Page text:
The higher authorities knew he was a drunkard, but he was more educated than the rest, though his education had stopped at the spot where drunkenness had got hold of him. He was bold, adroit, of imposing appearance, and showed tact even when tipsy; therefore, he was appointed, and was allowed to retain so public and responsible an office.
Nekhludoff told him that the person he was interested in was a woman, that she was sentenced, though innocent, and that a petition had been sent to the Emperor in her behalf.
"Yes, well?" said the General.
"I was promised in Petersburg that the news concerning her fate should be sent to me not later than this month and to this place-"
The General stretched his hand with its stumpy fingers towards the table, and rang a bell, still looking at Nekhludoff and puffing at his cigarette.
"So I would like to ask you that this woman should he allowed to remain here until the answer to her petition comes."
The footman, an orderly in uniform, came in.
"Ask if Anna Vasilievna is up," said the General to the orderly, "and bring some more tea." Then, turning to Nekhludoff, "Yes, and what else?"
"My other request concerns a political prisoner who is with the same gang."
"Dear me," said the General, with a significant shake of the head.
"He is seriously ill - dying, and he will probably he left here in the hospital, so one of the women prisoners would like to stay behind with him."
"She is no relation of his?"
"No, but she is willing to marry him if that will enable her to remain with him."
The General looked fixedly with twinkling eyes at his interlocutor, and, evidently with a wish to discomfit him, listened, smoking in silence.
When Nekhludoff had finished, the General took a book off the table, and, wetting his finger, quickly turned over the pages and found the statute relating to marriage.
"What is she sentenced to?" he asked, looking up from the book.
"She? To hard labour."
"Well, then, the position of one sentenced to that cannot be bettered by marriage."
"Excuse me. Even if a free man should marry her, she would have to serve her term. The question in such cases is, whose is the heavier punishment, hers or his?"
"They are both sentenced to hard labour."
"Very well; so they are quits," said the General, with a laugh. She's got what he has, only as he is sick he may be left behind, and of course what can be done to lighten his fate shall be done. But as for her, even if she did marry him, she could not remain behind."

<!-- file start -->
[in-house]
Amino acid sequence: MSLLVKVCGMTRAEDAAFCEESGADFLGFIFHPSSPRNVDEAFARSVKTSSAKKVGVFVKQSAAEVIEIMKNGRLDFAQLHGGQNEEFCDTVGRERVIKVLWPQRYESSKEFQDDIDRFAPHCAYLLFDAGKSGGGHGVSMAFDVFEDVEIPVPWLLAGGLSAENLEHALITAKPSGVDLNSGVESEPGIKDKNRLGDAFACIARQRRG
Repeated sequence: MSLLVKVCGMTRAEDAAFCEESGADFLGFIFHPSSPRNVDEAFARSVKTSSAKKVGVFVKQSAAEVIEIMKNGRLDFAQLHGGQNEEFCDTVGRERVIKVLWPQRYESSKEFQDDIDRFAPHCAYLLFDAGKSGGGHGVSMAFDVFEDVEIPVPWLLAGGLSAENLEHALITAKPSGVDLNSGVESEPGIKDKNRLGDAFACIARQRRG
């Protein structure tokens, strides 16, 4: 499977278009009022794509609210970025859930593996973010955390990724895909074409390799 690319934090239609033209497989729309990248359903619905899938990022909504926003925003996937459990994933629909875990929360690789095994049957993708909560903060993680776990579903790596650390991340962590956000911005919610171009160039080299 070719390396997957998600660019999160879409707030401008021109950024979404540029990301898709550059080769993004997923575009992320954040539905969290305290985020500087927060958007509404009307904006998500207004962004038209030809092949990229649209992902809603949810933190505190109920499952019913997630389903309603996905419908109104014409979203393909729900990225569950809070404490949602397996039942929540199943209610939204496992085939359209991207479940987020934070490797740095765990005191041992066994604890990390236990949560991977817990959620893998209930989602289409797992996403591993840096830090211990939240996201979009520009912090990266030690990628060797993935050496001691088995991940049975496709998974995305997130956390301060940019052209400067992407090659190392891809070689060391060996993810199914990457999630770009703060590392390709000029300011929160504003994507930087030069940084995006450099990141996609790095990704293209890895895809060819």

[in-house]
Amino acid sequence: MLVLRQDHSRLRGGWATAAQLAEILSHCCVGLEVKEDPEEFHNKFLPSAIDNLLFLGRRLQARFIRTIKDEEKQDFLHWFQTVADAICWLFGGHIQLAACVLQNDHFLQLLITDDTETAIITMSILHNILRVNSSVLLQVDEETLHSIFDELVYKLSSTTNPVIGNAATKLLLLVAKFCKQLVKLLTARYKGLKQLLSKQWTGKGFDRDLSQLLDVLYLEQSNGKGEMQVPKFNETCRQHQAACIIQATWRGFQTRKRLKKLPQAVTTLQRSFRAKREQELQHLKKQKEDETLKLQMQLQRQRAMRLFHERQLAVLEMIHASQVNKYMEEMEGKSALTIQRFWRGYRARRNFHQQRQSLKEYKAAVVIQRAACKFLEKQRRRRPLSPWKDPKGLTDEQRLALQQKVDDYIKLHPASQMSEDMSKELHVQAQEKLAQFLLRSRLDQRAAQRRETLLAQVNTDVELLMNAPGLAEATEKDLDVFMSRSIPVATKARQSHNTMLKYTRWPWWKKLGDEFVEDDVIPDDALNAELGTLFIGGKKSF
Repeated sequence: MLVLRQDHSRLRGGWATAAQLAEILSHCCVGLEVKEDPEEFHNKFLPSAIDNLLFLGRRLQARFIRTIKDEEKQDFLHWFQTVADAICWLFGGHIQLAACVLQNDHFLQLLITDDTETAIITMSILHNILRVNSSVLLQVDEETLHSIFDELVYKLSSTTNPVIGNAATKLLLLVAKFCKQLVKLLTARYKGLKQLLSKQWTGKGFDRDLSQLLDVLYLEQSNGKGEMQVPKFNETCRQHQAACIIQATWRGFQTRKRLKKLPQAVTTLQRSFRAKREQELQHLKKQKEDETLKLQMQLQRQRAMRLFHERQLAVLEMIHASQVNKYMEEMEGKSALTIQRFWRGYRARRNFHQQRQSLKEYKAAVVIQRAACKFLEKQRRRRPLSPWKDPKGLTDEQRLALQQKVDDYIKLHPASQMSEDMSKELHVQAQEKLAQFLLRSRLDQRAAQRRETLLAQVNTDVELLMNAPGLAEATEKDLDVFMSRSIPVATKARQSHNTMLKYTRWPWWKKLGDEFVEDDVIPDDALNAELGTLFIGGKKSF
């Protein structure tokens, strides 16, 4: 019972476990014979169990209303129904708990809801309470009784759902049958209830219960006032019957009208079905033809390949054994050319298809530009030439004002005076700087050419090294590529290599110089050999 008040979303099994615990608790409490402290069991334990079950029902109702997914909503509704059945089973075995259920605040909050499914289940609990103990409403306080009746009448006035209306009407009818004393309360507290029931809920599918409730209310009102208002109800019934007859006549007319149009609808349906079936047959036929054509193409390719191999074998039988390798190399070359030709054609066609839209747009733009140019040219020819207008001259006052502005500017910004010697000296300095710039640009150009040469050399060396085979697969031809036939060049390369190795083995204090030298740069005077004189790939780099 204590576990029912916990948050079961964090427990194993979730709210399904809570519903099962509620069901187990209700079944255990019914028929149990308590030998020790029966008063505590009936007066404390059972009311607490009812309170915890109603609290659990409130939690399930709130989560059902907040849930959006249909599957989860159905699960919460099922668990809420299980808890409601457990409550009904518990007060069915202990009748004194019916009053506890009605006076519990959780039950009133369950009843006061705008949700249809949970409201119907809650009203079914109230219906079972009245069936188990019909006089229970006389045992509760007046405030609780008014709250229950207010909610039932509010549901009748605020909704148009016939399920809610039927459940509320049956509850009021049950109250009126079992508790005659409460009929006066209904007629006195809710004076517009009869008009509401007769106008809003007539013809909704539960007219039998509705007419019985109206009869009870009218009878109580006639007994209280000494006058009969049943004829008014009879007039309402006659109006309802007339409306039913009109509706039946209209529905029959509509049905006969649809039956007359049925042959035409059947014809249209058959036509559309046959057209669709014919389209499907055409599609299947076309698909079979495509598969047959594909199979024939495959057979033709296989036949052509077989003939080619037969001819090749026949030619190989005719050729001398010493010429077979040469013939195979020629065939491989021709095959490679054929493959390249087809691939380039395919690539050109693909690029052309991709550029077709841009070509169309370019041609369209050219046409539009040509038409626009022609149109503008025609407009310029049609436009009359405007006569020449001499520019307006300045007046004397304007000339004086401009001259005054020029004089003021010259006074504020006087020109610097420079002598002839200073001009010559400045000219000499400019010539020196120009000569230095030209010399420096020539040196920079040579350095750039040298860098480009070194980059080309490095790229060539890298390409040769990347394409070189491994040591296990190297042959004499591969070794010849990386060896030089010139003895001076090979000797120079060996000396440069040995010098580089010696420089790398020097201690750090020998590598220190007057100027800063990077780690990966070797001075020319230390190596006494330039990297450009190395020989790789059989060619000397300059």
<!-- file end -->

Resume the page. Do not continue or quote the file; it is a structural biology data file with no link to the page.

"The Generaless is having her coffee," the footman announced.
The General nodded and continued:
"However, I shall think about it. What are their names? Put them down here."
Nekhludoff wrote down the names.
Nekhludoff's request to be allowed to see the dying man the General answered by saying, "Neither can I do that. Of course I do not suspect you, but you take an interest in him and in the others, and you have money, and here with us anything can be done with money. I have been told to put down bribery. But how can I put down bribery when everybody takes bribes? And the lower their rank the more ready they are to be bribed. How can one find it out across more than three thousand miles? There any official is a little Tsar, just as I am here," and he laughed. "You have in all likelihood been to see the political prisoners; you gave money and got permission to see them," he said, with a smile. "Is it not so?
"Yes, it is."
"I quite understand that you had to do it. You pity a political prisoner and wish to see him. And the inspector or the convoy soldier accepts, because he has a salary of twice twenty copecks and a family, and he can't help accepting it. In his place and yours I should have acted in the same way as you and he did. But in my position I do not permit myself to swerve an inch from the letter of the law, just because I am a man, and might be influenced by pity. But I am a member of the executive, and I have been placed in a position of trust on certain conditions, and these conditions I must carry out. Well, so this business is finished. And now let us hear what is going on in the metropolis." And the General began questioning with the evident desire to hear the news and to show how very human he was.
Turn to the next chapter: CHAPTER XXIII. THE SENTENCE COMMUTED.